pexels cleyder duque 3637833CHICAGO – During Thursday’s joint Senate hearing on age, equity, workers’ rights and consumer protection, Senator Mattie Hunter (D-Chicago) advocated for increased protection among minority workers and consumers.

The U.S. Department of Labor in October released a wage report for the third quarter of this year, revealing that Black workers on average earn 72% of what white men earn. Broken down by gender, Black men earn 77.5% of what white men earn, while Black women make only 68.5%. In Chicago specifically, wage gaps grew significantly over the last several decades, causing what UIC researchers call “a growing exodus” of Black Chicagoans.

“System racism in the workplace robs workers of opportunities to earn a living and advancement in their careers, not to mention that such working environments are emotionally draining and can be psychologically damaging to anyone who has to endure persistent discrimination in their workplace,” Caitlyn McEllis, the chief counsel of legislative affairs and public interest at the Illinois Attorney General’s office, said during the hearing.

Black and Latinx workers are more likely to encounter wage debt which can include unlawful reductions, withholding tips, misclassification, or being paid lower than minimum wage.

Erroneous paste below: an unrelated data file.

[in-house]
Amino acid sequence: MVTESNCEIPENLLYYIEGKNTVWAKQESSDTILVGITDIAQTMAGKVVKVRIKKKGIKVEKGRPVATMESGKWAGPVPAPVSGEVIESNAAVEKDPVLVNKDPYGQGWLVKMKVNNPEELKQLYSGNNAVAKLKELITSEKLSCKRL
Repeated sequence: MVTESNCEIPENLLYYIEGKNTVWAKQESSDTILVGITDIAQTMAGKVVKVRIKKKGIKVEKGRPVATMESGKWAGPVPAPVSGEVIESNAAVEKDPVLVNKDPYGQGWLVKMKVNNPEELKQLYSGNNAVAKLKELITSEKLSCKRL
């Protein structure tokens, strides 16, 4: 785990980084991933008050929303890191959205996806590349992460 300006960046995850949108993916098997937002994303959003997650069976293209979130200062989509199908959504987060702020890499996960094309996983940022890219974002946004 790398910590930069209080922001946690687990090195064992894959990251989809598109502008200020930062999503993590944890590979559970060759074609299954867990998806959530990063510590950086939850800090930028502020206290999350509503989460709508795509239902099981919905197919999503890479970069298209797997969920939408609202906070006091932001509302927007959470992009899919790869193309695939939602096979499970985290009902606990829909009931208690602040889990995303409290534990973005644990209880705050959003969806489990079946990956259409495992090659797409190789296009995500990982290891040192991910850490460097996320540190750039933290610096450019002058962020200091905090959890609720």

More than that, the financial impact of predatory schemes are shouldered by African Americans and low-income consumers, often because they are in more need of money and less likely to report to authorities, according to McEllis.

The committee also heard from Renee Hatcher, an assistant professor of law and director of the Community Enterprise & Solidarity Economy Clinic at UIC John Marshall Law School. Hatcher noted that in the last few years, Illinois was among the top of the list in national Black unemployment rate, with the unemployment rate of Black people being twice that of their white counterparts.

“Minority workers deserve so much better,” Hunter said. “They work hard yet experience the highest rates of wage theft and discrimination. Black and Brown people deserve dignity and a job that values them. They deserve equal pay and equal opportunities to advance in their careers. I will continue fighting until the system recognizes their full worth.”